Review - “Taming the Chaos”, an evening with Kieran Metcalfe, 15 Nov 2021

A review by Janine Scola - “Taming the Chaos”, an evening with Kieran Metcalfe, via Zoom, 15 Nov 2021
As Kieran’s main profession is a freelance graphic designer, this means he works from home for a substantial part of the day. This he found isolating, particularly during recent months and decided to look for a hobby which took him outside and enjoy the nature around him. With the Peak District on his doorstep and his love of walking, so photography became a significant part of that activity and the ability to record the glorious countryside before him.

As he openly admitted, his kit is not high-end, owning a Canon 80D, with a variety of second-hand Tokina, Sigma and Canon lenses – his favourite being the wide angle. As we all know, whatever the camera it is how we use it and the ‘eye’ that captures ‘the shot’! During the evening Kieran set out his way of what he endeavours to achieve when he goes out into the landscape, and how he tries to distil some sort of story, or even order, from what is in front of him.

The Subject – what are you taking a picture of? Is it the repetition through a scene, or the atmosphere within it? Once your decision has been made, where does the subject sit within the frame, as this will make a huge difference as to what story you are trying to tell from that picture. Throughout we were presented with a wide variety of images showing just that, be it a gnarled tree, the rugged rocks of the Peaks or a waterfall, by simply moving our position it provided a different viewpoint and thus a different story. The ‘rule of thirds’ is our guide, but if a magnificent tree should be centre stage within your image, then as we know, rules can be broken! From Kieran’s perspective, the upper third is more dominant, whilst the lower third is perhaps more submissive or passive, which he exampled by two images of the well-known ‘Salt Cellar’ in the Lake District.

Space – size matters when filling the frame, from a wide-angle view of the steep slate cliffs left standing from mining, to the closer shot showing a tree and workmen’s hut within the frame, miniscule in comparison with their vast backdrop. With negative space, be it behind or to one side of the frame, this can give gravitas to the main feature of your image, but in so doing, will also include its surrounding environment. Multiple elements within the frame, can be opposing, but equally giving balance to the image. Symmetry, particularly when taking architectural images, can offer striking images; reflections in water provide a different symmetry and perspective.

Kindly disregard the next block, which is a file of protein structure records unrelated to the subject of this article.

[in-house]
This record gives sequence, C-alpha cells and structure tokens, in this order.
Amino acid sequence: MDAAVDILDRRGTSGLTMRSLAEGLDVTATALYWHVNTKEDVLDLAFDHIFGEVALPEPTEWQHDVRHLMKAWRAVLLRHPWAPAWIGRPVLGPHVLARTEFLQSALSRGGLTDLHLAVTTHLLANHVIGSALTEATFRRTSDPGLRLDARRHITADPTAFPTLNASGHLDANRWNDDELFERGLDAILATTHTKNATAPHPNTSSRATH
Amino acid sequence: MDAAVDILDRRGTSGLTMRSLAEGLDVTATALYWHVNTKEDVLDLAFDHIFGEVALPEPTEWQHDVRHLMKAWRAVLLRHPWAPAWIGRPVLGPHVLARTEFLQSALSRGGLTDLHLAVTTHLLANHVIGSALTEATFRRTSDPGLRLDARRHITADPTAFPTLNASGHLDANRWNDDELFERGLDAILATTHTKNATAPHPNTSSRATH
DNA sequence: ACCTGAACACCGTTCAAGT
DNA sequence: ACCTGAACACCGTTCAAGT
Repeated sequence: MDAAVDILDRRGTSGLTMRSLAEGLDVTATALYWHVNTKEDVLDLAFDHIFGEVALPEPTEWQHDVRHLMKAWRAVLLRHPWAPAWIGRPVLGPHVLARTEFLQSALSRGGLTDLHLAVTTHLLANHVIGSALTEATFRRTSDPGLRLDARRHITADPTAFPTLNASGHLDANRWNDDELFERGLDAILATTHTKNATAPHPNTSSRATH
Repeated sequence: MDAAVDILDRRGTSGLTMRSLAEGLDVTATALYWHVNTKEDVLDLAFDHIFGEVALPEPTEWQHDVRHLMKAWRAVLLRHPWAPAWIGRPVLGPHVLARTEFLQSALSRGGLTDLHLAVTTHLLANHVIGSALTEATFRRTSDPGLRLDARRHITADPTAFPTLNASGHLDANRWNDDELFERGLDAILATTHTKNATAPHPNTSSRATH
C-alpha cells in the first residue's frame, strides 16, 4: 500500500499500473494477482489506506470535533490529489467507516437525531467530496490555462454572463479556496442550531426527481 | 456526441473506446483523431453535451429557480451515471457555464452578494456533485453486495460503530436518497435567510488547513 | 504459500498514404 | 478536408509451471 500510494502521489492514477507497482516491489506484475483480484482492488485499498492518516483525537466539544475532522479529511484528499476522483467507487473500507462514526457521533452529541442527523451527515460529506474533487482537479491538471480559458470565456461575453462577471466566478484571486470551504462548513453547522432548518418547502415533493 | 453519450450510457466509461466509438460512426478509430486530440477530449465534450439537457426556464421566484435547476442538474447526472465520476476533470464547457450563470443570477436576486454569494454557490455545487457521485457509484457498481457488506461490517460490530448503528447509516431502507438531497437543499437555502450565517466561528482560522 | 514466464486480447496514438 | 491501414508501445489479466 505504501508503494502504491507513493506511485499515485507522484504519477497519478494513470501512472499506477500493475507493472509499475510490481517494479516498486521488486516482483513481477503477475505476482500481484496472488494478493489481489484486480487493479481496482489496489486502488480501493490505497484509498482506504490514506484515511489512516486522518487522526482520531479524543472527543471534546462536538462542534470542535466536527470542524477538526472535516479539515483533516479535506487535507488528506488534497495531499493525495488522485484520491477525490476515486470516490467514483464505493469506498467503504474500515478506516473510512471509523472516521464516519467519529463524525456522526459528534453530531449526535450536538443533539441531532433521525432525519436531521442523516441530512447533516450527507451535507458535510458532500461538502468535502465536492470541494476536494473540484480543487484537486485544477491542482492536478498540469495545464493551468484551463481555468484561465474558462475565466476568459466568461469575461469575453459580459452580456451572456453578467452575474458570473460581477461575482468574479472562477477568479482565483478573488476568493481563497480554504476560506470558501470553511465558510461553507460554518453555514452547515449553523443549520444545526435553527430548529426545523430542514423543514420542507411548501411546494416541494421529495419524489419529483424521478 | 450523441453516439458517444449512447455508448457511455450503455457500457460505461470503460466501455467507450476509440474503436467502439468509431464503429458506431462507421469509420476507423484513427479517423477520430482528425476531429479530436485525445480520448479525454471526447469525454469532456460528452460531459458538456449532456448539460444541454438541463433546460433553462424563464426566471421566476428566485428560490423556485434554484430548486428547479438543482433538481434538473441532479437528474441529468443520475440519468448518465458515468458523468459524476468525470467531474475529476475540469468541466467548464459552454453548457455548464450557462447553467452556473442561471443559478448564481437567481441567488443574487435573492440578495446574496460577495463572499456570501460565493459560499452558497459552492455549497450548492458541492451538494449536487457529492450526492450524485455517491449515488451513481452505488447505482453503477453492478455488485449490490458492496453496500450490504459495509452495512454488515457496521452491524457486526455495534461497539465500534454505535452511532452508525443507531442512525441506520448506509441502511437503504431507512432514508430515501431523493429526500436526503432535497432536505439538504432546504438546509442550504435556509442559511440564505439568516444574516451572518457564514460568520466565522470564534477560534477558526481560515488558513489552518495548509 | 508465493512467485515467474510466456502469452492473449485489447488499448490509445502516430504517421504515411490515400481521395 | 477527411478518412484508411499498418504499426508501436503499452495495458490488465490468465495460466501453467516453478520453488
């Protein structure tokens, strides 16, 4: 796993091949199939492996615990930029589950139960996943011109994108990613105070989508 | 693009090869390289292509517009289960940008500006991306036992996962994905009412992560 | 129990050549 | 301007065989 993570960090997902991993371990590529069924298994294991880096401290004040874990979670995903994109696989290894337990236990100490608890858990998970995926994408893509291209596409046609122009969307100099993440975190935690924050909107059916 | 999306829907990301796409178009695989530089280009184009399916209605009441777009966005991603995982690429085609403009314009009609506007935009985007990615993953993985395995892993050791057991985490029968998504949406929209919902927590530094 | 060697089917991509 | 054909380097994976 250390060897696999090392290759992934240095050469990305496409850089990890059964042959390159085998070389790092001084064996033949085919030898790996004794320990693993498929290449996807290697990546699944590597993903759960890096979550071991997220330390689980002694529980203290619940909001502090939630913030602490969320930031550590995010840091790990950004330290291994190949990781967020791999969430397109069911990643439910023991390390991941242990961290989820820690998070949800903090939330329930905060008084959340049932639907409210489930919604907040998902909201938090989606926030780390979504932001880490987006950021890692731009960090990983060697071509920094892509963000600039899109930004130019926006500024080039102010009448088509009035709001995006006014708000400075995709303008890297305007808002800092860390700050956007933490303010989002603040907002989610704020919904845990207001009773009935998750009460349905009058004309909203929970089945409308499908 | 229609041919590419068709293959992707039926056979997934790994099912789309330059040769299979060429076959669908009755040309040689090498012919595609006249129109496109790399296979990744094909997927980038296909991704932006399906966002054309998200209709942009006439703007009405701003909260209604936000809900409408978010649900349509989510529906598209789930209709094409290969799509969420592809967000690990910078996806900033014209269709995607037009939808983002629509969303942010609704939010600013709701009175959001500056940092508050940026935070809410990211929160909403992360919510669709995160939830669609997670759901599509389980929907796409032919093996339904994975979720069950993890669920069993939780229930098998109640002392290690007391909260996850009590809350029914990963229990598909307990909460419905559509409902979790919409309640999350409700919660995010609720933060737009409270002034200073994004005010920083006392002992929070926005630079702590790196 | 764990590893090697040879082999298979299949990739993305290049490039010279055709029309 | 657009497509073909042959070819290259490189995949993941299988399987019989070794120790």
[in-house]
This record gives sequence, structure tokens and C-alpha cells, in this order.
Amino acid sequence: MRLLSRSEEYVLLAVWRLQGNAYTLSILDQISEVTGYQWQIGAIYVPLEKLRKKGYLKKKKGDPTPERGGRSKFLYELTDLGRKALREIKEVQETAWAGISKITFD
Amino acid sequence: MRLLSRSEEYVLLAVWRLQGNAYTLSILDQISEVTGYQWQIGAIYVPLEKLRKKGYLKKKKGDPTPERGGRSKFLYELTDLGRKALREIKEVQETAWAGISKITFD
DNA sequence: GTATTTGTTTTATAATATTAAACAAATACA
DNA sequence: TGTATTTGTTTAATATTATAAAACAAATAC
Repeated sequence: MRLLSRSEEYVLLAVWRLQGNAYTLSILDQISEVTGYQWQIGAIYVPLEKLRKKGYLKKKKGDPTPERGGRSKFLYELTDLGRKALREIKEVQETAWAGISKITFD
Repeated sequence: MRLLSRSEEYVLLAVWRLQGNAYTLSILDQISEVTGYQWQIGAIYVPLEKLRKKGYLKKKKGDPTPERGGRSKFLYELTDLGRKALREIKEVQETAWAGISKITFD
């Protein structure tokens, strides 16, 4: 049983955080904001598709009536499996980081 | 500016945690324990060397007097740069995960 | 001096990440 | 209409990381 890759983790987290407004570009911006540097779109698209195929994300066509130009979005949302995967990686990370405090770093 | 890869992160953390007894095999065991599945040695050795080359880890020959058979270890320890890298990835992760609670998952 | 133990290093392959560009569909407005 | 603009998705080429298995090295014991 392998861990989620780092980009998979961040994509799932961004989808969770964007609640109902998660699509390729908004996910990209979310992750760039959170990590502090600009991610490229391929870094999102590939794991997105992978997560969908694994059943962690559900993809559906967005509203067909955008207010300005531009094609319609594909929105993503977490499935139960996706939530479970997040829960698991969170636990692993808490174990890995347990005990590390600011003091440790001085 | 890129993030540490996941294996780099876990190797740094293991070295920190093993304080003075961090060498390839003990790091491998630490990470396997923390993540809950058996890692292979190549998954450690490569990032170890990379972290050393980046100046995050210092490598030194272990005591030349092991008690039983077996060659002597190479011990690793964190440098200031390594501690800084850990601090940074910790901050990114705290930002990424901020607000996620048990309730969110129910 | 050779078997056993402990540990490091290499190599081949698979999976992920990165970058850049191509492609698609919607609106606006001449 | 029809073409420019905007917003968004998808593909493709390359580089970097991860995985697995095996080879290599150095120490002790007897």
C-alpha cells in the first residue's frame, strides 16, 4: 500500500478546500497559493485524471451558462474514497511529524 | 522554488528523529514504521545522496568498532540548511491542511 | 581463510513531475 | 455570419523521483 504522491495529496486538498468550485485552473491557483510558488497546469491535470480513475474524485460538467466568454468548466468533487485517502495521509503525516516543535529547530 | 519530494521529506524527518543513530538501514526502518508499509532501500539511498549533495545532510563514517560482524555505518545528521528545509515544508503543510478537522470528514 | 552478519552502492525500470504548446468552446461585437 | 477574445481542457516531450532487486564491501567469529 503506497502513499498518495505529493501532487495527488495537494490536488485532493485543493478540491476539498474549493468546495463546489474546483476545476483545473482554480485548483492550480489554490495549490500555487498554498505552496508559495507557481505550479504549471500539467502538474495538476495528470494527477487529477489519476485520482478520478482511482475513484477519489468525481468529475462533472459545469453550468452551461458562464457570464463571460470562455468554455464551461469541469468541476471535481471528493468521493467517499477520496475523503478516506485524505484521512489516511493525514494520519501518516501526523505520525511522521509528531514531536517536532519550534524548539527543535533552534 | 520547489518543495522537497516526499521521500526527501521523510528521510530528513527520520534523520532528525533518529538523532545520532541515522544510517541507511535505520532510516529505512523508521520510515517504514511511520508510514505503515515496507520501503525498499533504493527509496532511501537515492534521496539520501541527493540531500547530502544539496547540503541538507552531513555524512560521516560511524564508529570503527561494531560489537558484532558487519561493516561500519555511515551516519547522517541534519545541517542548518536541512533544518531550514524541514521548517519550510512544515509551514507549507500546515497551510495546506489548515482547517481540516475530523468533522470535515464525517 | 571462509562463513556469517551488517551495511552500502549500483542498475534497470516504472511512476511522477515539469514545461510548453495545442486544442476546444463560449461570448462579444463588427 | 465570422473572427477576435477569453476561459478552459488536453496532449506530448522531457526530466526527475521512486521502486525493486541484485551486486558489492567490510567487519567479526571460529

After a short break, Kieran talked on the subject of ‘leading lines’ - here again we were treated to wonderful images of the Peak District and how, by positioning the rocky paths in the frame, this can lead the eye up to the stunning outcrops of this area. Similarly, in a different way, with a coastal shot and the tide out, this revealed the rippled sand and reflection of Talacre Lighthouse and so led the eye through the image to this structure.

And finally, to composition and the framing of our image. Kieran presented photos of woodlands where trees were positioned on either side, leading the eye further into the frame and the light beyond. He highlighted to be aware of distractions – run your eye around the edges of your shot. Be mindful to look and see whether your shot could be better taken in portrait or landscape which would give a different dimension to the view before you, and also the chosen lens, whether you want the grand vista or a significant part of it. He talked of the use of polarisers, particularly to minimise the glare from water and your choice of shutter speed, especially if you are looking for that ethereal look of water.

An interesting evening, providing us with helpful advice, along with a vast array of photographs of the Peak District, as well as the Grand Canyon and an insight into how Kieran approaches his photography into the wonderful landscape.

https://kieranmetcalfephotography.co.uk/

~ Janine Scola